MELBOURNE (Reuters) – Australian-bred stayer Incentivise will look to cap a golden Spring with victory in the A$8 million ($6 million) Melbourne Cup on Tuesday as the runaway favourite in “the race that stops the nation”.
The Peter Moody-trained gelding has captured the imagination of the sports-mad country, winning its last nine starts and blitzing the field in last month’s 2,400-metre Caulfield Cup, a traditional formguide for the Cup.
Incentivise’s attraction has been boosted by the lack of international entrants in the world’s richest two-mile handicap, with foreign stables shunning the race due to a combination of strict, new veterinary checks and COVID-19 logistical issues.
Only two horses prepared outside Australia and New Zealand will be among the 24 at Flemington Racecourse, where a COVID-capped crowd of 10,000 will gather after last year’s race won by Twilight Payment ran at a closed track due to the pandemic.
Even in a weak field, victory for Incentivise (7/4) would be hard-earnt. The five-year-old, ridden by 2012 Melbourne Cup-winning jockey Brett Prebble, will carry equal-second weight of 57kg and jump from a wide barrier 16.
“I think everyone’s been pretty surprised with the way he’s progressed, but we’re happy to put up with it,” said trainer Moody, famous for preparing unbeaten sprinter Black Caviar.
“He’s a deserved favourite on form … I’ve just tried to maintain him and hold him together and I’ve been able to do that quite comfortably through his resilience and the way he’s done around the stables.”
Twilight Payment, prepared by Irish trainer Joseph O’Brien, will bid to become the first back-to-back winner since the great Makybe Diva, which claimed a hat-trick from 2003-05.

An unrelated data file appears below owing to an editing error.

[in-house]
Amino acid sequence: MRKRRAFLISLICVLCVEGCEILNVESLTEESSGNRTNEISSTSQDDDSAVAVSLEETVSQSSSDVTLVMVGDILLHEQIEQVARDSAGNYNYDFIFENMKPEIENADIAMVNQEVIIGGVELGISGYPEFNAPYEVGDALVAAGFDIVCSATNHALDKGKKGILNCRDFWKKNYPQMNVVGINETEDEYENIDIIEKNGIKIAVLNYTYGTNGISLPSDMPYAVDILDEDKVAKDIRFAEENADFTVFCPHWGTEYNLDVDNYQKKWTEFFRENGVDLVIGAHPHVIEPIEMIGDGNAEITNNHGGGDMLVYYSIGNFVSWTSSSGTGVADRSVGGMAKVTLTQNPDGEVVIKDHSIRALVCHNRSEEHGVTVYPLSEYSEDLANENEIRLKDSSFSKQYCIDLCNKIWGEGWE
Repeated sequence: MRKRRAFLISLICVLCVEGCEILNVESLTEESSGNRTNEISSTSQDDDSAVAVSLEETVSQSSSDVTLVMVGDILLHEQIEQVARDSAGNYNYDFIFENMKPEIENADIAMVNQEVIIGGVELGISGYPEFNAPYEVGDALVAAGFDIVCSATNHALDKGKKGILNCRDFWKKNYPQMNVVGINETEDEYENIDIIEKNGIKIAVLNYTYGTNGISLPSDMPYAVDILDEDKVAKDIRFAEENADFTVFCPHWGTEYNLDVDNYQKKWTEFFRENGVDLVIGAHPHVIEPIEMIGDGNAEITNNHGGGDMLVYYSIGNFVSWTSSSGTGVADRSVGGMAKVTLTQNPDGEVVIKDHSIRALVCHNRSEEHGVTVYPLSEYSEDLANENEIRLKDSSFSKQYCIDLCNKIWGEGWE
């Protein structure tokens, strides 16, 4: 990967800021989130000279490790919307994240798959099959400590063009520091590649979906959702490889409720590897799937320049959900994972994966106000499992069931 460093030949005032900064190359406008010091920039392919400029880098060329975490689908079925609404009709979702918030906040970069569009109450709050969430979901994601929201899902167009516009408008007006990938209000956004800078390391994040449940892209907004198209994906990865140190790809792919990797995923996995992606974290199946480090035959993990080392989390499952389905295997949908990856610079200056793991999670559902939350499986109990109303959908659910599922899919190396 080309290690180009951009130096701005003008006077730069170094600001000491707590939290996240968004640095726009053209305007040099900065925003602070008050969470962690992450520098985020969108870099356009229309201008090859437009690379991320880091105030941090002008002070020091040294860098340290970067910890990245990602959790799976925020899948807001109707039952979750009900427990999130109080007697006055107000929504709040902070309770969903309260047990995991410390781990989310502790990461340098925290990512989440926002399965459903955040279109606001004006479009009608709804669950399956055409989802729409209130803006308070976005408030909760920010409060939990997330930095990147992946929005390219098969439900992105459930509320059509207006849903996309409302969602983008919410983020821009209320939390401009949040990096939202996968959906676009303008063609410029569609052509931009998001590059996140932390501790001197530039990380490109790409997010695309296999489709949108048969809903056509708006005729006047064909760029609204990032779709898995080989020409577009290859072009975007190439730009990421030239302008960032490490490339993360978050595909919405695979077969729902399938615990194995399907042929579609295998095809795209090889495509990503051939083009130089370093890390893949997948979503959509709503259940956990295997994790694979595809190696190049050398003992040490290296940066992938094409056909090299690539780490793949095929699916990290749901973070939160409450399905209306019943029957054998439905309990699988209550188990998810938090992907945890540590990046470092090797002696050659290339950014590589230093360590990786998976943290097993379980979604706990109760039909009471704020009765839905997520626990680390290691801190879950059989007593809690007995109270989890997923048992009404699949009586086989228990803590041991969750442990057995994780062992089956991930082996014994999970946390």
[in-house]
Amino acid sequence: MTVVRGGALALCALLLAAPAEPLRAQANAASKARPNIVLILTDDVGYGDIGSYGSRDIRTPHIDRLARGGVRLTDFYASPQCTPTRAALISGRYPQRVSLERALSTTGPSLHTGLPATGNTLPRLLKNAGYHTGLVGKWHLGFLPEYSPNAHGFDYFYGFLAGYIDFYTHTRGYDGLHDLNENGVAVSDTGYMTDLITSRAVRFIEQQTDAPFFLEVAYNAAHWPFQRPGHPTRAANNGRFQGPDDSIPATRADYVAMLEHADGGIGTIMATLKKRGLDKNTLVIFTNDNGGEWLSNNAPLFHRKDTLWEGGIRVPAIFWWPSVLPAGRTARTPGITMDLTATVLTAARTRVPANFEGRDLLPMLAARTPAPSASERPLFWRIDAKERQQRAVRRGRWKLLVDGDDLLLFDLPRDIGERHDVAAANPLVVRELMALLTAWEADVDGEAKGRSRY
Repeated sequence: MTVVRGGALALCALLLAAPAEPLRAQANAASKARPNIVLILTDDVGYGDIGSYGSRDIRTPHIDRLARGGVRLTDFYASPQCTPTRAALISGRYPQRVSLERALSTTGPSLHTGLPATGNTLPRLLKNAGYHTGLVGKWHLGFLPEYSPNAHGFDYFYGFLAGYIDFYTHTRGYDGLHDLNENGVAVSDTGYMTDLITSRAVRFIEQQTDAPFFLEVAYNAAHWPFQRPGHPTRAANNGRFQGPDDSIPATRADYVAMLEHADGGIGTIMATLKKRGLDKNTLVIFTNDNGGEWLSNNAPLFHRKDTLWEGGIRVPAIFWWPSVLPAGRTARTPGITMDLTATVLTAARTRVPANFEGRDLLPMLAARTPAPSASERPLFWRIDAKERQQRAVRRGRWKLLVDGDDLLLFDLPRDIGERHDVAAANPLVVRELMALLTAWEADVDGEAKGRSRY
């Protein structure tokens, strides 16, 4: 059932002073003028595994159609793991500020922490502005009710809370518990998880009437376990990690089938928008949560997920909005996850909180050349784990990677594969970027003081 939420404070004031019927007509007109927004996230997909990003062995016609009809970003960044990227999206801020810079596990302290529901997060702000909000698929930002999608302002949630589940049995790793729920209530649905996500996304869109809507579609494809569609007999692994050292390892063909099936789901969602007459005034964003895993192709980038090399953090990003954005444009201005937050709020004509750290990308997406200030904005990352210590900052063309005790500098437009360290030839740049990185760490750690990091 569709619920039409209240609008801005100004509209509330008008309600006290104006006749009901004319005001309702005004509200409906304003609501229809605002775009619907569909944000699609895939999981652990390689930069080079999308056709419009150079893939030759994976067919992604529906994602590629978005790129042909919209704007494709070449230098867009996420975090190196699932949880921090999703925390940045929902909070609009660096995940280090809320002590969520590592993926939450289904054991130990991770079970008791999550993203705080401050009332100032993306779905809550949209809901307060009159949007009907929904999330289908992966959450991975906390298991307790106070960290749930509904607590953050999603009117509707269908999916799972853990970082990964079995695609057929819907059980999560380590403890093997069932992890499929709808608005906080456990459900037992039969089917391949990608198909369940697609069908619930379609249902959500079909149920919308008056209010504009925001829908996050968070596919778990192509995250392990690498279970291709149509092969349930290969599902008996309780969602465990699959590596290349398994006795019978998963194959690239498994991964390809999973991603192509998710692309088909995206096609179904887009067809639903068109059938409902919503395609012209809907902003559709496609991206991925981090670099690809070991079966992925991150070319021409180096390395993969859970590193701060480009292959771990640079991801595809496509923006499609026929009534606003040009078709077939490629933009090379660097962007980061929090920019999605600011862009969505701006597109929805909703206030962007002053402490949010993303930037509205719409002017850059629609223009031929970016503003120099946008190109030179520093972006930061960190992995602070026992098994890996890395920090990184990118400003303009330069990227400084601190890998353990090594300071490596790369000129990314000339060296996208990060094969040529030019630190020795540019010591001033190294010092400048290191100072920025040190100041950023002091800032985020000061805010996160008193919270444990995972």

Though carrying top weight of 58kg and a ripe age, the nine-year-old gelding (11/1) has good lead-up form, finishing runnerup in the 2,800m Irish St Leger in September.
His father, the master trainer Aidan O’Brien, has declined to saddle any runners.
Aidan O’Brien’s entrant Anthony Van Dyck, a former Epsom Derby winner, was euthanised after breaking down in last year’s race, two years after his 2018 runner Cliffsofmoher was put down after pulling up lame.
Already under pressure from animal rights activists, the growing tally of horse deaths prompted authorities in Victoria state to introduce stricter veterinary protocols, including bone scans that require horses to be sedated.
Trainers have panned the measures as excessive, including Joseph O’Brien, who prepared last month’s Cox Plate winner State Of Rest.
“If I’d known how difficult it would’ve been to get through all the hoops, I’m not sure we would’ve even went down in the first place,” O’Brien said.
British stayer Spanish Mission, the other non-Australasian runner, is second-favourite (9/1), despite a troubled leadup.
The Andrew Balding-trained stallion failed two vet inspections last week after taking a knock to its right foreleg.
Cleared on Saturday, Spanish Moon has proven form over two miles, and finished a close runnerup at the Lonsdale Cup in August behind Stradivarius, the dominant stayer of recent seasons in Europe.
($1 = 1.3335 Australian dollars)
(Reporting by Ian Ransom in Melbourne; Editing by Michael Perry)